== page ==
Carter says China acquiesced to Taiwan arms sales


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Dec 05, 2007

BEIJING (AFP) — Former US president Jimmy Carter said Wednesday that when ties with China were re-established 29 years ago, Beijing privately acknowledged that the United States would keep selling arms to Taiwan.

At a ceremony marking the 29th anniversary of the re-establishment of diplomatic ties, Carter read excerpts from his diary concerning negotiations with the late Deng Xiaoping.

"(Deng) agreed that our statement to settle the Taiwan issue peacefully would not be contradicted publicly by China and he understood that we would sell defensive weapons to Taiwan after (a US-Taiwan defence) treaty expired," Carter said.

"Publicly they are going to disapprove of this action, but privately they have acknowledged that it will be done," he said, reading the December 14, 1978 diary entry.

China regularly rails against US arms sales to Taiwan, an issue that resurfaced last month after China refused to allow a US aircraft carrier battle group to make a port call in Hong Kong.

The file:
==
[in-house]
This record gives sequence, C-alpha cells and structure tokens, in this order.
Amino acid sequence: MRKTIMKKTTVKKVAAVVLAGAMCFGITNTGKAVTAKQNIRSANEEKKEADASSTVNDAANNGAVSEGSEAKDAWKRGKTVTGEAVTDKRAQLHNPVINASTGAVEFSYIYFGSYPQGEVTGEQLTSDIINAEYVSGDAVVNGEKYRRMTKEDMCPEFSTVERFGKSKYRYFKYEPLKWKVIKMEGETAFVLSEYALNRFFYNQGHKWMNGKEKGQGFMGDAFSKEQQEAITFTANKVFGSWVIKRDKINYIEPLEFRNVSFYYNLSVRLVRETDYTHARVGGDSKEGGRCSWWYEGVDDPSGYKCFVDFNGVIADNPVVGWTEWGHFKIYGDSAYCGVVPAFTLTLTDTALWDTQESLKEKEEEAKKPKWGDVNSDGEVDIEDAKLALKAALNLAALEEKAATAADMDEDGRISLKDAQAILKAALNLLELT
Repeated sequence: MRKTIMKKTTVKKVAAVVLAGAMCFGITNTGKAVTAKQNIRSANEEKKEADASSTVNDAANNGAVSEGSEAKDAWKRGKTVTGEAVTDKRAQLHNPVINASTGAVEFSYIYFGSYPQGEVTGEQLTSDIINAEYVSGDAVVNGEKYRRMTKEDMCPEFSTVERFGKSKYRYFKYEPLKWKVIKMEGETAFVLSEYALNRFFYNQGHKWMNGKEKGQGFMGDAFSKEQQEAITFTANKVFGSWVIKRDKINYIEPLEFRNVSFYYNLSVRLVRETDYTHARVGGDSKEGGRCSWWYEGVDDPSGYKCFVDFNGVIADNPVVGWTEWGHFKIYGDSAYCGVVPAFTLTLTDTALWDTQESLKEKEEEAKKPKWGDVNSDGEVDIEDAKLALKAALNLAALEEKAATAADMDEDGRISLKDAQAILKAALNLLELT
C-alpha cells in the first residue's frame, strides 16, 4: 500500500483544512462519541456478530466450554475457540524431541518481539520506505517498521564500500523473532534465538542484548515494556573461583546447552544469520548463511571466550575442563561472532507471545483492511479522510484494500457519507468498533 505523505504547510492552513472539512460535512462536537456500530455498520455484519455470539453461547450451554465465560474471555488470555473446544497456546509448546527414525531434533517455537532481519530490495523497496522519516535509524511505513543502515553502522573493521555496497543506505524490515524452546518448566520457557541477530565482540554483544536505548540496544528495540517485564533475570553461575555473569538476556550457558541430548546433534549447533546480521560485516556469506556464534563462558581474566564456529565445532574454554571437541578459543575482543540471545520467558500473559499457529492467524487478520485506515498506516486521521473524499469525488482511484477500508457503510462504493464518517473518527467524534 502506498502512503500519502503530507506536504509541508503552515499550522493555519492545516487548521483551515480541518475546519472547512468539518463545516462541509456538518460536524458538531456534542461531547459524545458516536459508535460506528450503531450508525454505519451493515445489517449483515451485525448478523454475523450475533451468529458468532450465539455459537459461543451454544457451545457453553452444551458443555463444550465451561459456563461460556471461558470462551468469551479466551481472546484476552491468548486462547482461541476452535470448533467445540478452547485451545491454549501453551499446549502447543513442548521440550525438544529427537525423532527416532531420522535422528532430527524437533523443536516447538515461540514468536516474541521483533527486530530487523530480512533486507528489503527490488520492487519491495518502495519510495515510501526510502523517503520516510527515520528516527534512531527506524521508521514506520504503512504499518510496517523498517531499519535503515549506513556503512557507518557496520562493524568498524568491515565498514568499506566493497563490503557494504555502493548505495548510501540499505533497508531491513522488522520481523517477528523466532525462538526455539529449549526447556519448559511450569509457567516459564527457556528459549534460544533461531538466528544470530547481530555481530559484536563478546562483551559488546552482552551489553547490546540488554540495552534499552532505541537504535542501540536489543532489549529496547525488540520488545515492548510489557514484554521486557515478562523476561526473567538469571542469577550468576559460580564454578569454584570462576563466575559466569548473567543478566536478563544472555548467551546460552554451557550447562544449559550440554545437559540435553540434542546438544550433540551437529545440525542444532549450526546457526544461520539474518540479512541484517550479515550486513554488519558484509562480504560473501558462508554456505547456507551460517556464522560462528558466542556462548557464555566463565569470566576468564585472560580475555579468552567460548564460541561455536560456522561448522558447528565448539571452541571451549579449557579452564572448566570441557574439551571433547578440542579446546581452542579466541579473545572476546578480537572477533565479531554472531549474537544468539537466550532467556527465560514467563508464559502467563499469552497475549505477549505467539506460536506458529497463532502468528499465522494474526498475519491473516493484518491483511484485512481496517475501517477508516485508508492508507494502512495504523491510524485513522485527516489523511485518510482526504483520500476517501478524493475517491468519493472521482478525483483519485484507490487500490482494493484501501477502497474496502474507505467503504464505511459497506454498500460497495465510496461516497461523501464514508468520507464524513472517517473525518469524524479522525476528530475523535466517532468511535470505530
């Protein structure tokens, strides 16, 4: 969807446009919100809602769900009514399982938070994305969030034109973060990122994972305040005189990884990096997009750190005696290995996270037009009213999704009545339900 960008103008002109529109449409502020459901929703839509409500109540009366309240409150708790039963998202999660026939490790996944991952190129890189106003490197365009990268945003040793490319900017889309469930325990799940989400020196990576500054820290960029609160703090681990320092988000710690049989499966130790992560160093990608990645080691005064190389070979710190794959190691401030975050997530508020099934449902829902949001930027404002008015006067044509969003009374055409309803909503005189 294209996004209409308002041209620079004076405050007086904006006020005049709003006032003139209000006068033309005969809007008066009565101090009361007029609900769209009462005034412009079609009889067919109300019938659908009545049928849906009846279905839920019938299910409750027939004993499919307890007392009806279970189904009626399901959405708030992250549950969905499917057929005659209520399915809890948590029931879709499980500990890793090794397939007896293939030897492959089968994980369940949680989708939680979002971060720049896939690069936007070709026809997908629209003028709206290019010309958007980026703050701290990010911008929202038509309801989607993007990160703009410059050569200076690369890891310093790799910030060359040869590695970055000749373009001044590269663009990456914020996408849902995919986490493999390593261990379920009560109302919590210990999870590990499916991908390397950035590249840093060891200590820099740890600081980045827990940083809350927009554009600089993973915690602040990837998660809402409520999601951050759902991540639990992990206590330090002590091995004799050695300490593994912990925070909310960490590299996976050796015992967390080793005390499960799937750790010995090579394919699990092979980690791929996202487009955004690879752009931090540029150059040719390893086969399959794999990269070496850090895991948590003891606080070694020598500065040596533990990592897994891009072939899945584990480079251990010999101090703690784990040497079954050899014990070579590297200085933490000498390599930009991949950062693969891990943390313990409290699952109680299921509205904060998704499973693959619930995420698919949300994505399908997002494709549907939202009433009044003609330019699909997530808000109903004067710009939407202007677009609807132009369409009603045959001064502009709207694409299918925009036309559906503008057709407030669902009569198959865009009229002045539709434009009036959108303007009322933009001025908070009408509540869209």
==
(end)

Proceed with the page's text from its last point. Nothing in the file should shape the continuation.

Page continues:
China later hinted the refusal was at least partly in retaliation for recent US weapons sales to Taiwan.

The United States announced on December 15, 1978, that it would sever ties with Taiwan. It re-established relations with China on January 1, 1979.

Since then, economic and trade ties have blossomed but the political relationship remains stymied in part by the Taiwan issue.

China insists on reserving the right to retake the island, by force if necessary.

Carter, who served as president from 1976-1980, said Deng announced his "reform and opening" policies -- which ushered in three decades of booming economic growth -- only three days after the US announced plans to normalise ties.

"At a stroke of a pen by Deng Xiaoping and me, China entered a new era and never stopped moving forward in improving the living conditions of the Chinese people and contributing to the global economy," Carter said.

"Without normalising relations with the United States it would be very difficult for China to concentrate on economic development ... as China needed a peaceful international environment and a reduced threat from the Soviet Union."

US-backed Nationalist Chinese armies fled to Taiwan following the 1949 civil war defeat to communist forces.

Before 1979, the United States viewed the Taiwan government as rightful ruler of all China.

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